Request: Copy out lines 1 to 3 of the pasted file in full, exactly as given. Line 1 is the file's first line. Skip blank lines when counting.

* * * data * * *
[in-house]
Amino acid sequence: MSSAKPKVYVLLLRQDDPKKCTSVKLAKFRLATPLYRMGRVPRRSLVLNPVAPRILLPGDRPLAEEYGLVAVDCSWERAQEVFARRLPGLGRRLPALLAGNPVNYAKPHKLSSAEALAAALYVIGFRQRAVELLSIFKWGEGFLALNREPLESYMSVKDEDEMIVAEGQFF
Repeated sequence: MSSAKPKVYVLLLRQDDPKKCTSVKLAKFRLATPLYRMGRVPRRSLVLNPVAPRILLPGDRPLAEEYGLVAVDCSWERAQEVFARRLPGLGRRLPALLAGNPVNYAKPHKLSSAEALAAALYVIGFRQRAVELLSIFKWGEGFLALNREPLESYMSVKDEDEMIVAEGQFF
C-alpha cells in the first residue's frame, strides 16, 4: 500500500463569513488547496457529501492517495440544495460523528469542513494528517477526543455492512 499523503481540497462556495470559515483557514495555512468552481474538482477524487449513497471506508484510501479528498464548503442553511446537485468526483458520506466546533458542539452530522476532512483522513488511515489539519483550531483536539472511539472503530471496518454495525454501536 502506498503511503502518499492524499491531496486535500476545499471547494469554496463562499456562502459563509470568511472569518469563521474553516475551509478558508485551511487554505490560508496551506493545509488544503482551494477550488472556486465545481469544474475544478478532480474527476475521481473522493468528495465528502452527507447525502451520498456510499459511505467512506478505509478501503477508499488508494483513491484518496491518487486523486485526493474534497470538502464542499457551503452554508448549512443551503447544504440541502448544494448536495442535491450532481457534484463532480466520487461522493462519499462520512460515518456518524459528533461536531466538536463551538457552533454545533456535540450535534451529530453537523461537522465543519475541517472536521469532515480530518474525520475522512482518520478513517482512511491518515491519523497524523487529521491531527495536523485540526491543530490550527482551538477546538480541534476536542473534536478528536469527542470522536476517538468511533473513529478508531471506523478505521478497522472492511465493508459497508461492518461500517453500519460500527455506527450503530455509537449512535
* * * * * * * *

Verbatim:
[in-house]
Amino acid sequence: MSSAKPKVYVLLLRQDDPKKCTSVKLAKFRLATPLYRMGRVPRRSLVLNPVAPRILLPGDRPLAEEYGLVAVDCSWERAQEVFARRLPGLGRRLPALLAGNPVNYAKPHKLSSAEALAAALYVIGFRQRAVELLSIFKWGEGFLALNREPLESYMSVKDEDEMIVAEGQFF
Repeated sequence: MSSAKPKVYVLLLRQDDPKKCTSVKLAKFRLATPLYRMGRVPRRSLVLNPVAPRILLPGDRPLAEEYGLVAVDCSWERAQEVFARRLPGLGRRLPALLAGNPVNYAKPHKLSSAEALAAALYVIGFRQRAVELLSIFKWGEGFLALNREPLESYMSVKDEDEMIVAEGQFF